California is a great place for food lovers. Particularly favourable climate conditions allow to grow and breed quality ingredients. The attention to the product is key: local, organic sustainable, seasonable ingredients are at he heart of the (new) California cuisine. Alice Waters, the owner of Chez Panisse restaurant in Berkeley, has contributed significantly to this concept of California Cuisine. Alice is also the vice President of Slow Food International, the movement founded by Carlo Petrini in Italy in 1986 which promotes culinary traditions and diversity under the motto “good clean and fair“. California cuisine is also the result of Latino, Asian and Mediterranean influences.
A great place to find superb products is the Santa Monica Farmers Market which is committed to promoting healthful eating and sustainable agriculture in California. It is a great place to shop: from strawberries to citrus, from beets to avocados and then eggs, cheese, dried fruits and even buffalo meat, everything is just great and no surprise many of the chefs of top restaurants in the area are often seen wandering through the stalls of the market. I got to know (and love) Meyer’s lemons which are dark yellow, almost orange and sweeter than usual lemons – they are great with seafood.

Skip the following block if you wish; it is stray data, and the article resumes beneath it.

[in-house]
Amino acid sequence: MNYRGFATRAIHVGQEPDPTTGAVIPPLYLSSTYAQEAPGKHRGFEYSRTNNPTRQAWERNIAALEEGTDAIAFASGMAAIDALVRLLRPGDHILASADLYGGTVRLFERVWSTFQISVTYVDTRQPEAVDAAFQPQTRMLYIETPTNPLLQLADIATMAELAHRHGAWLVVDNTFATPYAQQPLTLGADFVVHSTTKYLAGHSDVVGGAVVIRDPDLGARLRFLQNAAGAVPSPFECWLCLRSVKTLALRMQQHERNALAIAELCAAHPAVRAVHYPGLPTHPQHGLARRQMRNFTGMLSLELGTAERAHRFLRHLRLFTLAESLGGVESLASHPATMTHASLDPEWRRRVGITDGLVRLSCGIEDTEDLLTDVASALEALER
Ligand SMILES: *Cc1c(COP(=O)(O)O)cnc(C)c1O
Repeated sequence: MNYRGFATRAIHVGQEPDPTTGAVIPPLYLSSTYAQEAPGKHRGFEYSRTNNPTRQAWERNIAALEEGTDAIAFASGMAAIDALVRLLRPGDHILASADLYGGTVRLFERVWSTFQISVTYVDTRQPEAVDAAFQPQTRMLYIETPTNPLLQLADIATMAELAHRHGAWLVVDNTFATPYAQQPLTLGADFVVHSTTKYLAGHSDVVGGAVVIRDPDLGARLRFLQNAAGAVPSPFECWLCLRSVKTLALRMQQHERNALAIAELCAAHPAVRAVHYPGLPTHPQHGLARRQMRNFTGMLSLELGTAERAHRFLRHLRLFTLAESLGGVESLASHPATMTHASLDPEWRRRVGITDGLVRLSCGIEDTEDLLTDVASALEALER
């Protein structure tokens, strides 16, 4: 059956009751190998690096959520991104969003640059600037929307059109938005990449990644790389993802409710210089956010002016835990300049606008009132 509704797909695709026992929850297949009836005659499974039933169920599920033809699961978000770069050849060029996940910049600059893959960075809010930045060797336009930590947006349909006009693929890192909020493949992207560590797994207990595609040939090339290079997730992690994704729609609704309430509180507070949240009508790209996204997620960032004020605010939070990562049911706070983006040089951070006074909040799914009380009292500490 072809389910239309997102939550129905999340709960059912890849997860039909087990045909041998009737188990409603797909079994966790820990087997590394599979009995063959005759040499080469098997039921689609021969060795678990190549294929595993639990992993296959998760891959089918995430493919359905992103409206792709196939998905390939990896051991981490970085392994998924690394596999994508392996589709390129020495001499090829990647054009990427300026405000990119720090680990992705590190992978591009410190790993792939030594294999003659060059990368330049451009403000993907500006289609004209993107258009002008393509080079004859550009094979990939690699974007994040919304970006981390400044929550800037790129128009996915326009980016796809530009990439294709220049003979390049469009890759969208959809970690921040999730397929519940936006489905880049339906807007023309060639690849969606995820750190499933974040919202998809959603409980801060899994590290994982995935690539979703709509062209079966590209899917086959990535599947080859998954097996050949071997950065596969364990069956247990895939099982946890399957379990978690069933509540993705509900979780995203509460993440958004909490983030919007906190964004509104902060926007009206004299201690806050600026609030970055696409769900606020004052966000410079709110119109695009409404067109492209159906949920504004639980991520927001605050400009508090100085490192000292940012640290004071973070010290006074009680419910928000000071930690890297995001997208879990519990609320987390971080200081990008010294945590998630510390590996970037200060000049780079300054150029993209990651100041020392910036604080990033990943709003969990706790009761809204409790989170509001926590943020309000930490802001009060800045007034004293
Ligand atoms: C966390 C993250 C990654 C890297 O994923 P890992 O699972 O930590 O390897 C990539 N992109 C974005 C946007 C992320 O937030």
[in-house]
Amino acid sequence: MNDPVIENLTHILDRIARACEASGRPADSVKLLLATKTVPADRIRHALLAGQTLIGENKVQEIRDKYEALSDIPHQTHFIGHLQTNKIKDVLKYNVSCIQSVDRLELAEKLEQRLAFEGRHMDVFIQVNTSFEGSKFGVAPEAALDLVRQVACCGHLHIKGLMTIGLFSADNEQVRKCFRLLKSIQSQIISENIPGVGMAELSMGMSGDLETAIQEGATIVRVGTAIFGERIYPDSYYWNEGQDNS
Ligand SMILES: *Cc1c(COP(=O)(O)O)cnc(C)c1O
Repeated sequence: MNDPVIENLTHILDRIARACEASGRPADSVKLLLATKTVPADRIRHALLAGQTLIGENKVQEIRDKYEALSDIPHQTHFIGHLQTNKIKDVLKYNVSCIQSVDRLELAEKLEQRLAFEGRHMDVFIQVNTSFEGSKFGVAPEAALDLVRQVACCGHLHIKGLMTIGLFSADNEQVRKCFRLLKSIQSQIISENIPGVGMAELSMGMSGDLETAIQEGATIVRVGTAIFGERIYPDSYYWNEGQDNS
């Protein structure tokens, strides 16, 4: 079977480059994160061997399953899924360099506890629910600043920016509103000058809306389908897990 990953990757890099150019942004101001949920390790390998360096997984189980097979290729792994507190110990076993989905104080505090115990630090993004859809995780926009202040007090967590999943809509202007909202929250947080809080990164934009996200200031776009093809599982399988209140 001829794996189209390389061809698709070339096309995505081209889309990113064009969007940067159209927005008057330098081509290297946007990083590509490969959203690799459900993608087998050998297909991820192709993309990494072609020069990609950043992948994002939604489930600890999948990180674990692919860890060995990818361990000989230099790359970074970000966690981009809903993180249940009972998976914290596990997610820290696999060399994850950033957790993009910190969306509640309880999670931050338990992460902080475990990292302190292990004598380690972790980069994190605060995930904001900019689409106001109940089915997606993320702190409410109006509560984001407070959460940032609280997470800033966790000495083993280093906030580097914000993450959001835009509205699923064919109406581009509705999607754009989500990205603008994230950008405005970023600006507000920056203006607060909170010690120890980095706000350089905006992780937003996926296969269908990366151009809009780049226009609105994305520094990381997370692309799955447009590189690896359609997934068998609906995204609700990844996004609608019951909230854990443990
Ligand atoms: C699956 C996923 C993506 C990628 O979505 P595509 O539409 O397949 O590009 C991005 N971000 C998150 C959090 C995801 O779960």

As regards to eating out, I’d like to mention 3 places I particularly liked so far. Top of my list is “Rustic Canyon” in Santa Monica, a real neighborhood restaurant and wine bar, where celebrating two the best things in life: great food and wine. Farmers Market inspired menu changes often and include small plates of roasted and fried vegetables, local prawns and fish. My favourite course is the re-visitation of the classical hamburger sandwich prepared with organic local meat, sharp cheddar, onion fondue, housemade pickles and herb remoulade. Another great example of California cuisine – this time with a strong Italian influence – is “Gjelina”, in Venice. Once you taste the Cavaillon melon with lightly grilled squid, or the wild arugula with sheep cheese and corn, or the cilantro-pork sausage, charred black in the wood-burning oven and served with lentils and a tingly fig mostarda you’ll be more than willing to forgive the trendy atmosphere and crowd. Finally, a very special place in San Pedro right in the port of Los Angeles: the “San Pedro Fish Market”. You buy your fresh fish and seafood which is then cooked “a la plancha” with vegetables and a lightly hot sauce. Cooks are Mexican, from the Oaxaca region and customers are mostly Latinos. We bought two lobsters and 1,5 kilo of shrimps and bay scallops for 60 dollars. With a couple of Pacifico was a real feast. Do not miss this place.